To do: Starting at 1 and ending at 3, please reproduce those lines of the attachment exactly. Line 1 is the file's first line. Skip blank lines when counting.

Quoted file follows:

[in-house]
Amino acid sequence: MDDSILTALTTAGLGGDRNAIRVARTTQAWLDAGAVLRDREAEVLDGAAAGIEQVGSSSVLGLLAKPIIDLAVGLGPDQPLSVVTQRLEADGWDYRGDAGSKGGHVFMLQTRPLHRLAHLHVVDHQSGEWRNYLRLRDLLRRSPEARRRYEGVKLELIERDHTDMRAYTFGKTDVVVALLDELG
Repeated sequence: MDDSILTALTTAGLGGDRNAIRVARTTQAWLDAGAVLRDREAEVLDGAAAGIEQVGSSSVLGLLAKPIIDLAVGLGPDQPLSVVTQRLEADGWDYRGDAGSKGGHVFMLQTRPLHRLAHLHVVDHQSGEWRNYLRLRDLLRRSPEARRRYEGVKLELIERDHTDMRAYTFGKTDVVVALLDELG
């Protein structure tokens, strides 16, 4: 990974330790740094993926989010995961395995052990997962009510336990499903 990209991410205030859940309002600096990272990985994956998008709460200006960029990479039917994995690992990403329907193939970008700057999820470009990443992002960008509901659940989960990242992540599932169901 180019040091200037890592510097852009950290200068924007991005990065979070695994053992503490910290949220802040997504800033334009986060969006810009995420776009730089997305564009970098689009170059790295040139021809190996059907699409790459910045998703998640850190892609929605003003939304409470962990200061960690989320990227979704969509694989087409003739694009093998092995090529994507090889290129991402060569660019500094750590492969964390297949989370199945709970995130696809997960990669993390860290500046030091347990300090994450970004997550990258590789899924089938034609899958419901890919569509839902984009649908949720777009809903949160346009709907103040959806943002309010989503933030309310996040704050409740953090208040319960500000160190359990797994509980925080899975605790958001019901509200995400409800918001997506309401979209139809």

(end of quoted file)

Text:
[in-house]
Amino acid sequence: MDDSILTALTTAGLGGDRNAIRVARTTQAWLDAGAVLRDREAEVLDGAAAGIEQVGSSSVLGLLAKPIIDLAVGLGPDQPLSVVTQRLEADGWDYRGDAGSKGGHVFMLQTRPLHRLAHLHVVDHQSGEWRNYLRLRDLLRRSPEARRRYEGVKLELIERDHTDMRAYTFGKTDVVVALLDELG
Repeated sequence: MDDSILTALTTAGLGGDRNAIRVARTTQAWLDAGAVLRDREAEVLDGAAAGIEQVGSSSVLGLLAKPIIDLAVGLGPDQPLSVVTQRLEADGWDYRGDAGSKGGHVFMLQTRPLHRLAHLHVVDHQSGEWRNYLRLRDLLRRSPEARRRYEGVKLELIERDHTDMRAYTFGKTDVVVALLDELG